i cannot say anything about each of 145 million people. that is not possible. >> now we're seeing a tightening of the sanctions. do you think he will approve or veto them? >> i think he's not so powerful, not like previous presidents of the united states. >> you see president trump as a victim surrounded by hostile forces? >> i can tell you that for me, that's my personal vision. >> what if he vetoes the sanctions? is that a sign of strength? >> look, it is not about is he strong guy or not. it is not a cyber game. it is reality, you see? and if people like to put the world to the hell by such kind of sanctions, it's their choice, but it's the wrong choice. >> you're watching "on assignment" live from moscow. we'll be back after the break. stay with us. [ crickets chirping ]
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if you've got a life, you gotta swiffer if you could book a flight, then add a hotel, or car, or activity in one place and save, where would you go? ♪ expedia. welcome back. as we've shown you tonight, the story of russian involvement is complicated. of course it is. it's espionage. so did the russians spy on the u.s. during the elections? probably. but it looks like they also took that information and weaponized it. i recently spoke with two former cia officials who know this country well, and they believe that russia's goal was not simply to get a complaint american president elected, but something far bigger -- chaos. if you consider america an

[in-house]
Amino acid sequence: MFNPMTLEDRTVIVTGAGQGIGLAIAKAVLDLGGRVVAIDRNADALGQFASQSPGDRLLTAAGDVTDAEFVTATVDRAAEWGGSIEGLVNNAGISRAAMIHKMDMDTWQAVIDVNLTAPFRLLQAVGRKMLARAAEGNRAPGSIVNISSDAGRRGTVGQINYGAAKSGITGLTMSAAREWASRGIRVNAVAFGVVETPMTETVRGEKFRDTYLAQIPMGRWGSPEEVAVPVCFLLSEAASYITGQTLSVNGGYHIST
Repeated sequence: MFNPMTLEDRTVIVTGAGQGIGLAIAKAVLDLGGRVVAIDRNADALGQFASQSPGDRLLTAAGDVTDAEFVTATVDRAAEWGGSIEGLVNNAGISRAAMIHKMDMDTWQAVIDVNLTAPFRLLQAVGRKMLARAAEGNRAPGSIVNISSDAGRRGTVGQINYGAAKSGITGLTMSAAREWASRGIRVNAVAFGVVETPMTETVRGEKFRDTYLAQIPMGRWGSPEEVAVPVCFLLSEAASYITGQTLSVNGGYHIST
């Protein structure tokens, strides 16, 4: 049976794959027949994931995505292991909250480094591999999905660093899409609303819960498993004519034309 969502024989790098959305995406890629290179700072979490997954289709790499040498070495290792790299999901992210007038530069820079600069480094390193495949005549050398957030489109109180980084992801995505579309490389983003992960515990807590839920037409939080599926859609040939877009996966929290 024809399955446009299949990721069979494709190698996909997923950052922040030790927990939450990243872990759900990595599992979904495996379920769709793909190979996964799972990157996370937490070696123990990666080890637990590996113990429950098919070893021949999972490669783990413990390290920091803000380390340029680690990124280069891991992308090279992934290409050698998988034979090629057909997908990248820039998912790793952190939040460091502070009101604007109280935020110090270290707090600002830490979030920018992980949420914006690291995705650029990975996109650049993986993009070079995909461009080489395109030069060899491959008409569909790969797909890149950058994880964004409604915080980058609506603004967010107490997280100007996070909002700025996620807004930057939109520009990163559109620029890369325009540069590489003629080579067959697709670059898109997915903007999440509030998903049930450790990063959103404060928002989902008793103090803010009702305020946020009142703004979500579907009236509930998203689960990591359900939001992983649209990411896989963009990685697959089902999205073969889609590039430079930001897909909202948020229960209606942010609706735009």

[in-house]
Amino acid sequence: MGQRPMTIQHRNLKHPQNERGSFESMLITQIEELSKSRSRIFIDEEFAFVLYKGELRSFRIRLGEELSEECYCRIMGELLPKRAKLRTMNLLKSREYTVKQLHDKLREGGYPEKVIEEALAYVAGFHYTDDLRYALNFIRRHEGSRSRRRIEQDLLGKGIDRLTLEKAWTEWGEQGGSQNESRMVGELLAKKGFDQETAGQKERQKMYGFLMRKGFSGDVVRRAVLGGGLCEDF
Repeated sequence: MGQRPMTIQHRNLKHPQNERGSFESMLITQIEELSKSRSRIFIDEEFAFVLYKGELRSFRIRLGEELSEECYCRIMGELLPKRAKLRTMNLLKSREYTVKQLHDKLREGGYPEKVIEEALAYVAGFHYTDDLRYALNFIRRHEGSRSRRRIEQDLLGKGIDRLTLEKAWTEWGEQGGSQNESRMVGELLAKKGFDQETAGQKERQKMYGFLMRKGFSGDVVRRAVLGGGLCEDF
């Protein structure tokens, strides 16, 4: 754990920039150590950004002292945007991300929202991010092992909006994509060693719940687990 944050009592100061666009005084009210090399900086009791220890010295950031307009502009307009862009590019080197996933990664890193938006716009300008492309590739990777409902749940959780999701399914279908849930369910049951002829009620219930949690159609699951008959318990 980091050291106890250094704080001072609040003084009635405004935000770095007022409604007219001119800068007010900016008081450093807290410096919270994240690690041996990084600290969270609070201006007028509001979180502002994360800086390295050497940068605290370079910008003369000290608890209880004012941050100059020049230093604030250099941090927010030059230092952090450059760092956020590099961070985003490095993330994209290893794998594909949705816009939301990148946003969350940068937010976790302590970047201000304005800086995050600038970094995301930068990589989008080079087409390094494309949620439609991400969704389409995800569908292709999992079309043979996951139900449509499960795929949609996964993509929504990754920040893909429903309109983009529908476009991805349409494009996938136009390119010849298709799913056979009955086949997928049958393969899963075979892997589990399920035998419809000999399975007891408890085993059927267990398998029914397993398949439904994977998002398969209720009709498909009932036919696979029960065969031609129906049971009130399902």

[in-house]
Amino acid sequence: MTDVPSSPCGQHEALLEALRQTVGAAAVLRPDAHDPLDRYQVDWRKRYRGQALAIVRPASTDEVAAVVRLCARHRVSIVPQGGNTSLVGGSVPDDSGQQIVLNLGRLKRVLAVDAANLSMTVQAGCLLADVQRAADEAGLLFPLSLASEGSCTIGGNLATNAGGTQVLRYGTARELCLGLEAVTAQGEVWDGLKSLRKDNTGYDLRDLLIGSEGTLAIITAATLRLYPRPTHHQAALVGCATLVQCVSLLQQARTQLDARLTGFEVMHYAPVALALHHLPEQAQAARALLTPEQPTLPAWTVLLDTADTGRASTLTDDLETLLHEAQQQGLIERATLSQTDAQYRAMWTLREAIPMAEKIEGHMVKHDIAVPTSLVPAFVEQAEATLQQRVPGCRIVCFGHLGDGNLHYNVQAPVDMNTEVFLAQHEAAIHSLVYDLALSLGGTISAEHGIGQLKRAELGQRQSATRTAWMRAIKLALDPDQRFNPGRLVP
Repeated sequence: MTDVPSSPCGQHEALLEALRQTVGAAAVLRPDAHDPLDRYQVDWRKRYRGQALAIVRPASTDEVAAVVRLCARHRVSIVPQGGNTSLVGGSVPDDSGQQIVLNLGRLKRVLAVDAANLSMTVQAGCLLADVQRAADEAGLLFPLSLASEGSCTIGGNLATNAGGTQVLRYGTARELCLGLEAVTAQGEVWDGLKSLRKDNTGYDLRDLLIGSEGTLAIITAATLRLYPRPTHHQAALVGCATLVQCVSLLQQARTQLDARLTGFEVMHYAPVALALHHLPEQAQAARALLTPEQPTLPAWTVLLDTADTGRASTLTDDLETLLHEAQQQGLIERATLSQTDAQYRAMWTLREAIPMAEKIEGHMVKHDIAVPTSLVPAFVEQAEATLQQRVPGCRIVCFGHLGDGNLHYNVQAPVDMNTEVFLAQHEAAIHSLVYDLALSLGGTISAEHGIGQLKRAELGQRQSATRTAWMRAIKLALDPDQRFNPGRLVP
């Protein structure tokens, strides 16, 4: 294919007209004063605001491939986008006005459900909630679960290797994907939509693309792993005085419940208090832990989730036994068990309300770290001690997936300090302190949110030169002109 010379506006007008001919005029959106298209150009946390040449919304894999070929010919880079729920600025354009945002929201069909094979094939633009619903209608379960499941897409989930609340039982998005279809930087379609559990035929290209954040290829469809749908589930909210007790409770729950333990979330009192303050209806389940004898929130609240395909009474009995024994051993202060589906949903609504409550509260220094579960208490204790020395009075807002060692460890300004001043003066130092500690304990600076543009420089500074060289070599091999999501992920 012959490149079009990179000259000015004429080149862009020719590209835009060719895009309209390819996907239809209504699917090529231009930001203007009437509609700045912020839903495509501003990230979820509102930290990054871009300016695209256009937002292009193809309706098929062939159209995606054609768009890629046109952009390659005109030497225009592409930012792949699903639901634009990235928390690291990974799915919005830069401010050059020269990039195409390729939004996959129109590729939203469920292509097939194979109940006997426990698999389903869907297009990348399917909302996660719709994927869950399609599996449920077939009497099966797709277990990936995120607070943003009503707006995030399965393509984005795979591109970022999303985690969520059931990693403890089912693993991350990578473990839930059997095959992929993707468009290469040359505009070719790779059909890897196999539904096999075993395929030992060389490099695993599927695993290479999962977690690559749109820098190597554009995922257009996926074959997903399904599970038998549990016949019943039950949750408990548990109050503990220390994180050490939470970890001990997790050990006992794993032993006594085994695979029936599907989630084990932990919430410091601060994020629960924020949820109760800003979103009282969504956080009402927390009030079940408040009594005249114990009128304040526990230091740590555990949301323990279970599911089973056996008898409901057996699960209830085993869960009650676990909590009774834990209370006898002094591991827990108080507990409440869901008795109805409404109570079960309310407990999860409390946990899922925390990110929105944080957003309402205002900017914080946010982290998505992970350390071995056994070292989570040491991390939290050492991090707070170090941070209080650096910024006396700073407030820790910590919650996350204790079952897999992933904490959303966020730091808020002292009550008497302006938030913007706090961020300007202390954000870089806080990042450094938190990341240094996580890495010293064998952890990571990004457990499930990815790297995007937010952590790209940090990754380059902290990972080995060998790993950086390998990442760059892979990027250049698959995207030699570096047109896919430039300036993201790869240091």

adversary, isn't that what you'd want, to confuse and distract your enemy? americans have now spent a lot of time looking for the fire in the russia/trump investigation because everyone knows where there's smoke, there's fire. in this case, there may be fire. there may not. but smoke is dangerous enough on its own. and right now, we're choking on it. maybe that was the plan all along. thanks for joining us tonight. we'll see you next week live from beijing. now it's time for "the last word" with lawrence o'donnell. good evening, lawrence. >> good evening, richard. the president -- the white house has announced tonight that the president will sign the russia sanctions bill. so i imagine we will have more of a reaction tomorrow from moscow. >> well, we already saw the reaction today with russia putting a cap on the number of americans who can serve here diplomatically, seizing the american compound outside of moscow, and a warehouse in the city. moscow says it may reciprocate with economic sanctions.